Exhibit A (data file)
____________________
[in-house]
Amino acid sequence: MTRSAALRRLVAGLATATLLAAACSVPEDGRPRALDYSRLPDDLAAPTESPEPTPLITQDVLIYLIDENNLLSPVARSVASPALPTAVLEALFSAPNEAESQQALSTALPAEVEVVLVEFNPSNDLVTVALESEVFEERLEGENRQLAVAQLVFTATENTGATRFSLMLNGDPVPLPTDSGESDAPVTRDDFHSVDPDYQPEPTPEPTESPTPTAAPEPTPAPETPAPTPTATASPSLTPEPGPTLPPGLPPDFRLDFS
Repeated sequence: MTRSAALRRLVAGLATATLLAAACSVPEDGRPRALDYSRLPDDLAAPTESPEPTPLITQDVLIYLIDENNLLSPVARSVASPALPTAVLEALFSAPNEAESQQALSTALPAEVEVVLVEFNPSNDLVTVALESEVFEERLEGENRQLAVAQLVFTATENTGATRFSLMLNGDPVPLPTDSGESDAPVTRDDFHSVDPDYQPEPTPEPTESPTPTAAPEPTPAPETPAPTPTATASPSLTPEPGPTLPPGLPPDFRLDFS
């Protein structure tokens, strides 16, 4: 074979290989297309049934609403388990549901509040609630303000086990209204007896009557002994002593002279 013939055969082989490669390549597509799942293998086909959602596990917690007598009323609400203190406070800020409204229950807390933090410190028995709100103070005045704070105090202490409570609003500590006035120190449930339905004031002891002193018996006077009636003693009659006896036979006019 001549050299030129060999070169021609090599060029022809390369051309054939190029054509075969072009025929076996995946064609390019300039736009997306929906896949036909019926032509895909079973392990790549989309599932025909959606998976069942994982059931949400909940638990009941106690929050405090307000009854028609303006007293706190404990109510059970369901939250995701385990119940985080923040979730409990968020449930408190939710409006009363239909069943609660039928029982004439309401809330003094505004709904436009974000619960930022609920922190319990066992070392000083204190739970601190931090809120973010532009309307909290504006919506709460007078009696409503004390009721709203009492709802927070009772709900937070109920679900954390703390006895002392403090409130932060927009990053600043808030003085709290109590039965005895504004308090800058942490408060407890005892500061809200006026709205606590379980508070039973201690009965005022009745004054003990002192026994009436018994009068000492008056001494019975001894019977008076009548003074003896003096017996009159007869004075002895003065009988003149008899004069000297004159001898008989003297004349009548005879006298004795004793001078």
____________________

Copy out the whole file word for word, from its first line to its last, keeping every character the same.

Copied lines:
[in-house]
Amino acid sequence: MTRSAALRRLVAGLATATLLAAACSVPEDGRPRALDYSRLPDDLAAPTESPEPTPLITQDVLIYLIDENNLLSPVARSVASPALPTAVLEALFSAPNEAESQQALSTALPAEVEVVLVEFNPSNDLVTVALESEVFEERLEGENRQLAVAQLVFTATENTGATRFSLMLNGDPVPLPTDSGESDAPVTRDDFHSVDPDYQPEPTPEPTESPTPTAAPEPTPAPETPAPTPTATASPSLTPEPGPTLPPGLPPDFRLDFS
Repeated sequence: MTRSAALRRLVAGLATATLLAAACSVPEDGRPRALDYSRLPDDLAAPTESPEPTPLITQDVLIYLIDENNLLSPVARSVASPALPTAVLEALFSAPNEAESQQALSTALPAEVEVVLVEFNPSNDLVTVALESEVFEERLEGENRQLAVAQLVFTATENTGATRFSLMLNGDPVPLPTDSGESDAPVTRDDFHSVDPDYQPEPTPEPTESPTPTAAPEPTPAPETPAPTPTATASPSLTPEPGPTLPPGLPPDFRLDFS
């Protein structure tokens, strides 16, 4: 074979290989297309049934609403388990549901509040609630303000086990209204007896009557002994002593002279 013939055969082989490669390549597509799942293998086909959602596990917690007598009323609400203190406070800020409204229950807390933090410190028995709100103070005045704070105090202490409570609003500590006035120190449930339905004031002891002193018996006077009636003693009659006896036979006019 001549050299030129060999070169021609090599060029022809390369051309054939190029054509075969072009025929076996995946064609390019300039736009997306929906896949036909019926032509895909079973392990790549989309599932025909959606998976069942994982059931949400909940638990009941106690929050405090307000009854028609303006007293706190404990109510059970369901939250995701385990119940985080923040979730409990968020449930408190939710409006009363239909069943609660039928029982004439309401809330003094505004709904436009974000619960930022609920922190319990066992070392000083204190739970601190931090809120973010532009309307909290504006919506709460007078009696409503004390009721709203009492709802927070009772709900937070109920679900954390703390006895002392403090409130932060927009990053600043808030003085709290109590039965005895504004308090800058942490408060407890005892500061809200006026709205606590379980508070039973201690009965005022009745004054003990002192026994009436018994009068000492008056001494019975001894019977008076009548003074003896003096017996009159007869004075002895003065009988003149008899004069000297004159001898008989003297004349009548005879006298004795004793001078």